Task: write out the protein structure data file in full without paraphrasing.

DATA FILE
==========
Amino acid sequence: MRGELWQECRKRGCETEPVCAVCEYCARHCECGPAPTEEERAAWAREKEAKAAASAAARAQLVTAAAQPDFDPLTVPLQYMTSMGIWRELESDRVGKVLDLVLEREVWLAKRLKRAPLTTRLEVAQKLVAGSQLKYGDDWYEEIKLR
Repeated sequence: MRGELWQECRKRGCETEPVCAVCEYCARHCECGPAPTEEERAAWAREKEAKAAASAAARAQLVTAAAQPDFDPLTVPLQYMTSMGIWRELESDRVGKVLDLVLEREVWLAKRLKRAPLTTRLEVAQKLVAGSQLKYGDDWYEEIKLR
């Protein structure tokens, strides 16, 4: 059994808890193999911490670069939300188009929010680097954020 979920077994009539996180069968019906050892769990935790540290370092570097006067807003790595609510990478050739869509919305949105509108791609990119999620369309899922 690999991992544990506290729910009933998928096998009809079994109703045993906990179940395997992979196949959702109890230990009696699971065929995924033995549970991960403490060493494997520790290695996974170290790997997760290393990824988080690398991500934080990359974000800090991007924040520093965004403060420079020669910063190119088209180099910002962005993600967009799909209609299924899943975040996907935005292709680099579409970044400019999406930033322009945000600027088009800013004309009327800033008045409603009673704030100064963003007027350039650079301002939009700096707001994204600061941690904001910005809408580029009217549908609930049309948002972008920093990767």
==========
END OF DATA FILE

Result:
Amino acid sequence: MRGELWQECRKRGCETEPVCAVCEYCARHCECGPAPTEEERAAWAREKEAKAAASAAARAQLVTAAAQPDFDPLTVPLQYMTSMGIWRELESDRVGKVLDLVLEREVWLAKRLKRAPLTTRLEVAQKLVAGSQLKYGDDWYEEIKLR
Repeated sequence: MRGELWQECRKRGCETEPVCAVCEYCARHCECGPAPTEEERAAWAREKEAKAAASAAARAQLVTAAAQPDFDPLTVPLQYMTSMGIWRELESDRVGKVLDLVLEREVWLAKRLKRAPLTTRLEVAQKLVAGSQLKYGDDWYEEIKLR
């Protein structure tokens, strides 16, 4: 059994808890193999911490670069939300188009929010680097954020 979920077994009539996180069968019906050892769990935790540290370092570097006067807003790595609510990478050739869509919305949105509108791609990119999620369309899922 690999991992544990506290729910009933998928096998009809079994109703045993906990179940395997992979196949959702109890230990009696699971065929995924033995549970991960403490060493494997520790290695996974170290790997997760290393990824988080690398991500934080990359974000800090991007924040520093965004403060420079020669910063190119088209180099910002962005993600967009799909209609299924899943975040996907935005292709680099579409970044400019999406930033322009945000600027088009800013004309009327800033008045409603009673704030100064963003007027350039650079301002939009700096707001994204600061941690904001910005809408580029009217549908609930049309948002972008920093990767």